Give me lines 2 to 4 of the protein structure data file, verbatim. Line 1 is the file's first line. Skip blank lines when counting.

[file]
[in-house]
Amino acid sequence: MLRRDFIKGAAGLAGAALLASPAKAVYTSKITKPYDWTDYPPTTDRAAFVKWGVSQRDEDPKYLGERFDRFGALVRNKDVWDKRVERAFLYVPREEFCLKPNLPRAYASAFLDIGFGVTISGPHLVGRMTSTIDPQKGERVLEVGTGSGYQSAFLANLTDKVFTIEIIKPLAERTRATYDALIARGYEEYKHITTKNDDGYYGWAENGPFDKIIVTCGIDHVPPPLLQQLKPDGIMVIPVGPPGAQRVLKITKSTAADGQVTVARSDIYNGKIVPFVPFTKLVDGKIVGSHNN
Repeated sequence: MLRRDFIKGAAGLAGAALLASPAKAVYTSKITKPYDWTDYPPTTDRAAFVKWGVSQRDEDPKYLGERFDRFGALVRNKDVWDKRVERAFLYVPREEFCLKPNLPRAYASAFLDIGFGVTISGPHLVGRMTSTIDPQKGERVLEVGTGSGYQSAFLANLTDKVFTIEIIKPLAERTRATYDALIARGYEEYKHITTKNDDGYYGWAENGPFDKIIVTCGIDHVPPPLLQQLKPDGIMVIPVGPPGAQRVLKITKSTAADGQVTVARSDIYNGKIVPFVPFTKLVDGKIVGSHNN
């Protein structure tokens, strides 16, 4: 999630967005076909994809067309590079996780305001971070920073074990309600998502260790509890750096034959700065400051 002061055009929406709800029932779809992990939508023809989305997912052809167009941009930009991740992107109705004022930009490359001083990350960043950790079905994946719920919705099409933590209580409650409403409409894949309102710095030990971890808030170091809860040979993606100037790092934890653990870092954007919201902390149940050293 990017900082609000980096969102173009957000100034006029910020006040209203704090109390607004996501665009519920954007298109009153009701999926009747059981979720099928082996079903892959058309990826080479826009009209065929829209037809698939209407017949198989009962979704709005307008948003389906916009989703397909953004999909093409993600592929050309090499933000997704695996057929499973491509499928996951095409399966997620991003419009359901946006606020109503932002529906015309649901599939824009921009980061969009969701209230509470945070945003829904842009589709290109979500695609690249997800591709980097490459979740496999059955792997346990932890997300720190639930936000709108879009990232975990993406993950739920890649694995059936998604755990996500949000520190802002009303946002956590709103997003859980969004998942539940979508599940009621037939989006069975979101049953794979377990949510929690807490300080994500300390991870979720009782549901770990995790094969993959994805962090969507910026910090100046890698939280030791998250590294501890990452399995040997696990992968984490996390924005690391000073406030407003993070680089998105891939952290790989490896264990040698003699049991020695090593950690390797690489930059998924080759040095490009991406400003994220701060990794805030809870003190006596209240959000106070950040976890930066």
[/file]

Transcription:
Amino acid sequence: MLRRDFIKGAAGLAGAALLASPAKAVYTSKITKPYDWTDYPPTTDRAAFVKWGVSQRDEDPKYLGERFDRFGALVRNKDVWDKRVERAFLYVPREEFCLKPNLPRAYASAFLDIGFGVTISGPHLVGRMTSTIDPQKGERVLEVGTGSGYQSAFLANLTDKVFTIEIIKPLAERTRATYDALIARGYEEYKHITTKNDDGYYGWAENGPFDKIIVTCGIDHVPPPLLQQLKPDGIMVIPVGPPGAQRVLKITKSTAADGQVTVARSDIYNGKIVPFVPFTKLVDGKIVGSHNN
Repeated sequence: MLRRDFIKGAAGLAGAALLASPAKAVYTSKITKPYDWTDYPPTTDRAAFVKWGVSQRDEDPKYLGERFDRFGALVRNKDVWDKRVERAFLYVPREEFCLKPNLPRAYASAFLDIGFGVTISGPHLVGRMTSTIDPQKGERVLEVGTGSGYQSAFLANLTDKVFTIEIIKPLAERTRATYDALIARGYEEYKHITTKNDDGYYGWAENGPFDKIIVTCGIDHVPPPLLQQLKPDGIMVIPVGPPGAQRVLKITKSTAADGQVTVARSDIYNGKIVPFVPFTKLVDGKIVGSHNN
């Protein structure tokens, strides 16, 4: 999630967005076909994809067309590079996780305001971070920073074990309600998502260790509890750096034959700065400051 002061055009929406709800029932779809992990939508023809989305997912052809167009941009930009991740992107109705004022930009490359001083990350960043950790079905994946719920919705099409933590209580409650409403409409894949309102710095030990971890808030170091809860040979993606100037790092934890653990870092954007919201902390149940050293 990017900082609000980096969102173009957000100034006029910020006040209203704090109390607004996501665009519920954007298109009153009701999926009747059981979720099928082996079903892959058309990826080479826009009209065929829209037809698939209407017949198989009962979704709005307008948003389906916009989703397909953004999909093409993600592929050309090499933000997704695996057929499973491509499928996951095409399966997620991003419009359901946006606020109503932002529906015309649901599939824009921009980061969009969701209230509470945070945003829904842009589709290109979500695609690249997800591709980097490459979740496999059955792997346990932890997300720190639930936000709108879009990232975990993406993950739920890649694995059936998604755990996500949000520190802002009303946002956590709103997003859980969004998942539940979508599940009621037939989006069975979101049953794979377990949510929690807490300080994500300390991870979720009782549901770990995790094969993959994805962090969507910026910090100046890698939280030791998250590294501890990452399995040997696990992968984490996390924005690391000073406030407003993070680089998105891939952290790989490896264990040698003699049991020695090593950690390797690489930059998924080759040095490009991406400003994220701060990794805030809870003190006596209240959000106070950040976890930066």